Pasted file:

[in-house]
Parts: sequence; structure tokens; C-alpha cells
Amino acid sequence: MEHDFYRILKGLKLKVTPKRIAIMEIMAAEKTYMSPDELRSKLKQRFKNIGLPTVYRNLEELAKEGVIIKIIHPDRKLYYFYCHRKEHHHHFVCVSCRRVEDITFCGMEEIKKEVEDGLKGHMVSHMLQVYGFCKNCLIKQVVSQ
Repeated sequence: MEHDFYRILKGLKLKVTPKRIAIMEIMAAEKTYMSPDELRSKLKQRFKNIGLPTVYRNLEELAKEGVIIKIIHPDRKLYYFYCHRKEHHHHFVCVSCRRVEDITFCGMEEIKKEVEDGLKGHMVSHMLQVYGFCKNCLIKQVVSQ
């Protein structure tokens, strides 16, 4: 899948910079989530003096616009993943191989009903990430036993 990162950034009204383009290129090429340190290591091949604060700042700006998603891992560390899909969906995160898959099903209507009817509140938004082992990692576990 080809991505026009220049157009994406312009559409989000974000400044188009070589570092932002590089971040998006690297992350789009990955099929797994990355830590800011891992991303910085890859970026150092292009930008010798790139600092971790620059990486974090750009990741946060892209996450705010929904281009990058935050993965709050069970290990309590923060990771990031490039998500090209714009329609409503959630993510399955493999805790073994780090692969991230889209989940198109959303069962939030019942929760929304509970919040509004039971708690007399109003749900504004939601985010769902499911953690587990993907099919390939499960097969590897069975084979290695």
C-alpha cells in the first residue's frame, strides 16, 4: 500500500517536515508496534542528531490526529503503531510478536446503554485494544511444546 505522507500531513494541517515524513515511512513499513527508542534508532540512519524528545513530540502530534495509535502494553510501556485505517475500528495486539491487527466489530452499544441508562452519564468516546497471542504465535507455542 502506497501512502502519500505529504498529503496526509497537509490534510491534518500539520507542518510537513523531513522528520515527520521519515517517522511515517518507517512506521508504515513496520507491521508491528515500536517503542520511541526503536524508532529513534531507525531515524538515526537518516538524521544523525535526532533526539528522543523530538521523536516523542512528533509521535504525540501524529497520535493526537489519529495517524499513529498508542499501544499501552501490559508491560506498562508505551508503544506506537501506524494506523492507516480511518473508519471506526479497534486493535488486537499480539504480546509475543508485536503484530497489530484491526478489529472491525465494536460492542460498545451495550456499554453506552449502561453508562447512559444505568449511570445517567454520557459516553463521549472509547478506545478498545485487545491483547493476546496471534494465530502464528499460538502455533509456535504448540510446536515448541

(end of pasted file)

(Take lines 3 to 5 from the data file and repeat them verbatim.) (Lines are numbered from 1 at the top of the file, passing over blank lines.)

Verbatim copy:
Amino acid sequence: MEHDFYRILKGLKLKVTPKRIAIMEIMAAEKTYMSPDELRSKLKQRFKNIGLPTVYRNLEELAKEGVIIKIIHPDRKLYYFYCHRKEHHHHFVCVSCRRVEDITFCGMEEIKKEVEDGLKGHMVSHMLQVYGFCKNCLIKQVVSQ
Repeated sequence: MEHDFYRILKGLKLKVTPKRIAIMEIMAAEKTYMSPDELRSKLKQRFKNIGLPTVYRNLEELAKEGVIIKIIHPDRKLYYFYCHRKEHHHHFVCVSCRRVEDITFCGMEEIKKEVEDGLKGHMVSHMLQVYGFCKNCLIKQVVSQ
């Protein structure tokens, strides 16, 4: 899948910079989530003096616009993943191989009903990430036993 990162950034009204383009290129090429340190290591091949604060700042700006998603891992560390899909969906995160898959099903209507009817509140938004082992990692576990 080809991505026009220049157009994406312009559409989000974000400044188009070589570092932002590089971040998006690297992350789009990955099929797994990355830590800011891992991303910085890859970026150092292009930008010798790139600092971790620059990486974090750009990741946060892209996450705010929904281009990058935050993965709050069970290990309590923060990771990031490039998500090209714009329609409503959630993510399955493999805790073994780090692969991230889209989940198109959303069962939030019942929760929304509970919040509004039971708690007399109003749900504004939601985010769902499911953690587990993907099919390939499960097969590897069975084979290695």